Thursday, June 22, 2017

Tata Airlines to Air India: Is the Maharajah set for a home flight?

New Delhi: In the highly competitive Indian aviation market, Air India, the country’s flag carrier, has long been struggling. The ‘Maharajah’ is beset with a debt of over Rs 52,000 crore and has been teetering on a bailout package that was extended by the government in 2012. Over the last two decades, calls for partial or complete privatisation of the airline have often risen although no substantive solution was ever found.
Earlier this month, Finance Minister Arun Jaitley, in surprising remarks, said in an interview that he would sell the airline completely if given a choice. “Air India can continue to be a national carrier and somebody else pay for its management,” he told ET Now.
Now, reports are emerging yet again that the Tata Group, one of the country’s biggest conglomerates, is holding discussions with government representatives about buying a stake in the beleaguered airline. The company, of course, hasn’t confirmed the speculations but if true, we may be looking at the national airline making a return to its place of birth.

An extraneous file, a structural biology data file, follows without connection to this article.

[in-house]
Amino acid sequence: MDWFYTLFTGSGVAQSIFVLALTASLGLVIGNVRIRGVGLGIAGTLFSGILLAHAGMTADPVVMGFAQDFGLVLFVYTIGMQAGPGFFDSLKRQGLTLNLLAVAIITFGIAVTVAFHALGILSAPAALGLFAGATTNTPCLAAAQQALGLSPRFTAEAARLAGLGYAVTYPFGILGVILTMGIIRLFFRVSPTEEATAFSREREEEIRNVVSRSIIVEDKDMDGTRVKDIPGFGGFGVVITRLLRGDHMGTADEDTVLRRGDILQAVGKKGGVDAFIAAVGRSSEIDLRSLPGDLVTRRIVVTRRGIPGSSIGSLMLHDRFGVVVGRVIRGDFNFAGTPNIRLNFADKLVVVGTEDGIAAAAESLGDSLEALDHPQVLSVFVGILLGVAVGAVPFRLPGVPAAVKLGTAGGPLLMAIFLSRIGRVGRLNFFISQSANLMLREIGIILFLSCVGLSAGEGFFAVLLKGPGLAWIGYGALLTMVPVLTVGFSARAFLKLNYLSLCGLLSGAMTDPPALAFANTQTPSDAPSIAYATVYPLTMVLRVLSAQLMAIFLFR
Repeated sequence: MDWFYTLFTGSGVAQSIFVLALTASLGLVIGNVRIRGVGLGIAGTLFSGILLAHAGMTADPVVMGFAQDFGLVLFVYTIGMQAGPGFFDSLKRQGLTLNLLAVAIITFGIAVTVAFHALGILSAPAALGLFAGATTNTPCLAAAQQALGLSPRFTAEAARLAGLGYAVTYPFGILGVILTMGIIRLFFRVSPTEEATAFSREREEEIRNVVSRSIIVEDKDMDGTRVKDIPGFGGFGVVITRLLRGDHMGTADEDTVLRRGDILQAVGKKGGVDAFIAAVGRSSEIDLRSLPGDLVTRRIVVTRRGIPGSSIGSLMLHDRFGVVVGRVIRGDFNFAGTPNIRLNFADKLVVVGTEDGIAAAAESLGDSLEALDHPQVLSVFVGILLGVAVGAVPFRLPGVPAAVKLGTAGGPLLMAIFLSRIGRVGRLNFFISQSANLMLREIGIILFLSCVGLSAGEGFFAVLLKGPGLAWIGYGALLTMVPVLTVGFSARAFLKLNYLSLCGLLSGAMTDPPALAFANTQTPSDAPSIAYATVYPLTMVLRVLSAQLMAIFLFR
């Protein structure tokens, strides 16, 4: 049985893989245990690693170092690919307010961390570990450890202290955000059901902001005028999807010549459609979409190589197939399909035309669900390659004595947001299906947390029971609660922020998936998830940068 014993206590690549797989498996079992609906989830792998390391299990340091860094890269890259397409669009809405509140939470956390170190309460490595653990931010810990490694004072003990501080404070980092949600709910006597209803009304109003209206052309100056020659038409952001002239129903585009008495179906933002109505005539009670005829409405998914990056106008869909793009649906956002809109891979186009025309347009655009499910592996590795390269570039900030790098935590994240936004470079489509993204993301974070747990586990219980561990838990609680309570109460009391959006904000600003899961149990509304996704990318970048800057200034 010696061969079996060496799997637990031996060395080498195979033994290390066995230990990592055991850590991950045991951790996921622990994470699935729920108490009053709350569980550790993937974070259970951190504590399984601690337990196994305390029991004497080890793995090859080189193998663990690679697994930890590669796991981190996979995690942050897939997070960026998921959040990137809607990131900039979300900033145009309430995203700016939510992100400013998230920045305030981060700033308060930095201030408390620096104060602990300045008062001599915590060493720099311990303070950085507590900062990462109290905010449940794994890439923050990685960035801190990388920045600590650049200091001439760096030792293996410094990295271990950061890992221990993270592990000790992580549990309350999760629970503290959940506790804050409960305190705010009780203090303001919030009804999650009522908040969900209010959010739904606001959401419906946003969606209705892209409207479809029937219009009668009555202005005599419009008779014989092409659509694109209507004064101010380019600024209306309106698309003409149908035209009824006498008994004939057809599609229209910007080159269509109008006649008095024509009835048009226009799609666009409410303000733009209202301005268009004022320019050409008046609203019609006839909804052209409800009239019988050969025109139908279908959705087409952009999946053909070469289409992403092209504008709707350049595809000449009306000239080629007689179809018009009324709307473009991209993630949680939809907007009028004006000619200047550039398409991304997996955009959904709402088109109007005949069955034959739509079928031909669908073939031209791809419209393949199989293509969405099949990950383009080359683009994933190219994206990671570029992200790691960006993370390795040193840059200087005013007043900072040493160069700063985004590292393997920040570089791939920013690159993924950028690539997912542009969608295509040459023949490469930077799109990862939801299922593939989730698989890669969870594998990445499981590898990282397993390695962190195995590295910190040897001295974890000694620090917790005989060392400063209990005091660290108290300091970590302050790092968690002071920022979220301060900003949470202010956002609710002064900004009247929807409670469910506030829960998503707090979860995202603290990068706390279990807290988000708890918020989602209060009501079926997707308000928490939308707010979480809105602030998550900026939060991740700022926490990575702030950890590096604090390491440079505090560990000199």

Air India, before its nationalisation, used to be known as Tata Airlines having been founded by former chairman of Tata Group, JRD Tata in 1932. Tata, right from his childhood, was passionate about flying through his association with the family of Louis Bleriot, a French aviator, and got his first shot to ride in an aircraft in 1919 when he was just 15 years old. His aviation ambitions came true 10 years later in 1929 when he became the first man in India to get a commercial pilot’s license. Three years later, Tata Airlines was born with an initial investment of Rs 2 lakh from Tata Sons and two second-hand de Havilland Puss Moths. In the autumn of 1932, in India’s inaugural flight, Tata himself piloted a single-engine plane carrying 25 kilograms of mail from Karachi to Bombay. The mail used to come to Karachi from England by the Imperial Airways.
In subsequent years, Tata Airlines also ran commercial operations apart from the usual mail deliveries, often making stops between Mumbai and Trivandrum and then later to Delhi, Gwalior and Bhopal. Six years after its birth, Colombo became the airline’s first international destination charting a growth map few airlines were able to match within such a short span of time. It also conducted several trips during the Second World War carrying refugees from Burma and constantly engaged in the maintenance of RAF equipment.
In 1946, Tata Airlines was re-christened Air India Ltd after it became a joint stock company and opened its office on the second floor of the head office of Tata Group. While relations between the government and the company were initially smooth post-independence, rumours soon began to swirl of the airline along with a host of other companies being considered for nationalisation, a proposition JRD was not comfortable with.

22/06/17 Indian Express

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